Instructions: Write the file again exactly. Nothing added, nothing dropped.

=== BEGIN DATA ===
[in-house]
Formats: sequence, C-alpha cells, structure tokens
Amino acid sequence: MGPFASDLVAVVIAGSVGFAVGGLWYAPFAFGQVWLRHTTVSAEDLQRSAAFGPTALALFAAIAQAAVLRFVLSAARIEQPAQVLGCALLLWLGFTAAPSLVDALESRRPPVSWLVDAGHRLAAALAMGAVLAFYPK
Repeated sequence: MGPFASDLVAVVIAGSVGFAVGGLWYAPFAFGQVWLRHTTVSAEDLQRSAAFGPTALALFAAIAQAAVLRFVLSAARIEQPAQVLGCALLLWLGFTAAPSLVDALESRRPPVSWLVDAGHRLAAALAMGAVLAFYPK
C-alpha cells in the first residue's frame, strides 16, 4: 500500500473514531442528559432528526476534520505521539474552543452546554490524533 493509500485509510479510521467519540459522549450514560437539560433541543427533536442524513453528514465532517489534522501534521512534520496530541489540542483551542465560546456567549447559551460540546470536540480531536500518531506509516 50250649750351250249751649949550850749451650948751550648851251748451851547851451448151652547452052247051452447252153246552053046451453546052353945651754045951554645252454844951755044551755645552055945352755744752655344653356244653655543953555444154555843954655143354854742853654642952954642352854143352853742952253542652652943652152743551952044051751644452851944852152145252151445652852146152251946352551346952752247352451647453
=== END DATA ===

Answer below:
[in-house]
Formats: sequence, C-alpha cells, structure tokens
Amino acid sequence: MGPFASDLVAVVIAGSVGFAVGGLWYAPFAFGQVWLRHTTVSAEDLQRSAAFGPTALALFAAIAQAAVLRFVLSAARIEQPAQVLGCALLLWLGFTAAPSLVDALESRRPPVSWLVDAGHRLAAALAMGAVLAFYPK
Repeated sequence: MGPFASDLVAVVIAGSVGFAVGGLWYAPFAFGQVWLRHTTVSAEDLQRSAAFGPTALALFAAIAQAAVLRFVLSAARIEQPAQVLGCALLLWLGFTAAPSLVDALESRRPPVSWLVDAGHRLAAALAMGAVLAFYPK
C-alpha cells in the first residue's frame, strides 16, 4: 500500500473514531442528559432528526476534520505521539474552543452546554490524533 493509500485509510479510521467519540459522549450514560437539560433541543427533536442524513453528514465532517489534522501534521512534520496530541489540542483551542465560546456567549447559551460540546470536540480531536500518531506509516 50250649750351250249751649949550850749451650948751550648851251748451851547851451448151652547452052247051452447252153246552053046451453546052353945651754045951554645252454844951755044551755645552055945352755744752655344653356244653655543953555444154555843954655143354854742853654642952954642352854143352853742952253542652652943652152743551952044051751644452851944852152145252151445652852146152251946352551346952752247352451647453